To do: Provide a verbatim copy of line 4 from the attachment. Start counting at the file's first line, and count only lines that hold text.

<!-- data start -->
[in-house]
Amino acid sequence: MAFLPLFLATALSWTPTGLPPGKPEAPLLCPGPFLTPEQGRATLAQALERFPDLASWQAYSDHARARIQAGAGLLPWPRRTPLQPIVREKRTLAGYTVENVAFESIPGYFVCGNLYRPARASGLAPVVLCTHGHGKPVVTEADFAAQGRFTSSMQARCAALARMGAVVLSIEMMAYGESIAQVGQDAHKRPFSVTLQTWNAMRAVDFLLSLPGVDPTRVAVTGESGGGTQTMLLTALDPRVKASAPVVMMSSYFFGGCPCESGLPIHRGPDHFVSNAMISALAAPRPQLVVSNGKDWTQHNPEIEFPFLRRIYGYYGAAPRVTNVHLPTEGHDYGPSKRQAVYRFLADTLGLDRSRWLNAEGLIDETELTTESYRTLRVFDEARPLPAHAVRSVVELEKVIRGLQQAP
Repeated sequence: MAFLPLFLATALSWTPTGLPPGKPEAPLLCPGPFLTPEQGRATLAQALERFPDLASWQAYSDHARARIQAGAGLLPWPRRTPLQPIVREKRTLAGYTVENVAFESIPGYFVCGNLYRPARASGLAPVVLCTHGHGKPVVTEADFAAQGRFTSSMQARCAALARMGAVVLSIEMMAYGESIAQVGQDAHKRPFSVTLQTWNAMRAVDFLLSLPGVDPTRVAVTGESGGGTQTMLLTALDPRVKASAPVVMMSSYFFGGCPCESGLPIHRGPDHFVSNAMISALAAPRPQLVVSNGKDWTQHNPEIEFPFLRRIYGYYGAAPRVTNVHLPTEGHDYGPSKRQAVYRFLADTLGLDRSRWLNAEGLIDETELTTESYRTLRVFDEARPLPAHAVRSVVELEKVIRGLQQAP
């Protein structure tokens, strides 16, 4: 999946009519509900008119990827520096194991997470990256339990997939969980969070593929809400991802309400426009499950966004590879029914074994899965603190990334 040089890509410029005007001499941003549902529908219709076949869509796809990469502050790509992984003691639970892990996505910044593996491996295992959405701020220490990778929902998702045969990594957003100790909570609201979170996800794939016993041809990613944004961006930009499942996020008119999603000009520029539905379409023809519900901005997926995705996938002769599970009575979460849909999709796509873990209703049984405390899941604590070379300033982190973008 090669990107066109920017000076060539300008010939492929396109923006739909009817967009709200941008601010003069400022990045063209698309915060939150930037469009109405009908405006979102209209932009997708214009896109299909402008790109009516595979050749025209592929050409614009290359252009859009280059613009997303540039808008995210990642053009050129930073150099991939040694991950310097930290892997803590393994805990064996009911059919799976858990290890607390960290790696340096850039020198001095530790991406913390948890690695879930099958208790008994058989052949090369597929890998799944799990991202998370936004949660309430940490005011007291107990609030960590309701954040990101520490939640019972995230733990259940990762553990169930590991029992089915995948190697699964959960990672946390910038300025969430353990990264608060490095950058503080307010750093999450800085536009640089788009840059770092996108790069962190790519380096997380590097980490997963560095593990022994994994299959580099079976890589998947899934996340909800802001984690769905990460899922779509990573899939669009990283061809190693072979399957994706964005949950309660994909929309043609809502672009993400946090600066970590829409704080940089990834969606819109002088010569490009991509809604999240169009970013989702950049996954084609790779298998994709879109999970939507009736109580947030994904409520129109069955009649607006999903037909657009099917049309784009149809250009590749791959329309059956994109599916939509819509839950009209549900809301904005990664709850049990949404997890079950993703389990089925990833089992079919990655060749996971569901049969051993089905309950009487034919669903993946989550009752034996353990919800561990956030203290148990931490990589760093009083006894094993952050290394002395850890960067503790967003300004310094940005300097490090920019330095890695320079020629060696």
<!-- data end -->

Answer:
């Protein structure tokens, strides 16, 4: 999946009519509900008119990827520096194991997470990256339990997939969980969070593929809400991802309400426009499950966004590879029914074994899965603190990334 040089890509410029005007001499941003549902529908219709076949869509796809990469502050790509992984003691639970892990996505910044593996491996295992959405701020220490990778929902998702045969990594957003100790909570609201979170996800794939016993041809990613944004961006930009499942996020008119999603000009520029539905379409023809519900901005997926995705996938002769599970009575979460849909999709796509873990209703049984405390899941604590070379300033982190973008 090669990107066109920017000076060539300008010939492929396109923006739909009817967009709200941008601010003069400022990045063209698309915060939150930037469009109405009908405006979102209209932009997708214009896109299909402008790109009516595979050749025209592929050409614009290359252009859009280059613009997303540039808008995210990642053009050129930073150099991939040694991950310097930290892997803590393994805990064996009911059919799976858990290890607390960290790696340096850039020198001095530790991406913390948890690695879930099958208790008994058989052949090369597929890998799944799990991202998370936004949660309430940490005011007291107990609030960590309701954040990101520490939640019972995230733990259940990762553990169930590991029992089915995948190697699964959960990672946390910038300025969430353990990264608060490095950058503080307010750093999450800085536009640089788009840059770092996108790069962190790519380096997380590097980490997963560095593990022994994994299959580099079976890589998947899934996340909800802001984690769905990460899922779509990573899939669009990283061809190693072979399957994706964005949950309660994909929309043609809502672009993400946090600066970590829409704080940089990834969606819109002088010569490009991509809604999240169009970013989702950049996954084609790779298998994709879109999970939507009736109580947030994904409520129109069955009649607006999903037909657009099917049309784009149809250009590749791959329309059956994109599916939509819509839950009209549900809301904005990664709850049990949404997890079950993703389990089925990833089992079919990655060749996971569901049969051993089905309950009487034919669903993946989550009752034996353990919800561990956030203290148990931490990589760093009083006894094993952050290394002395850890960067503790967003300004310094940005300097490090920019330095890695320079020629060696």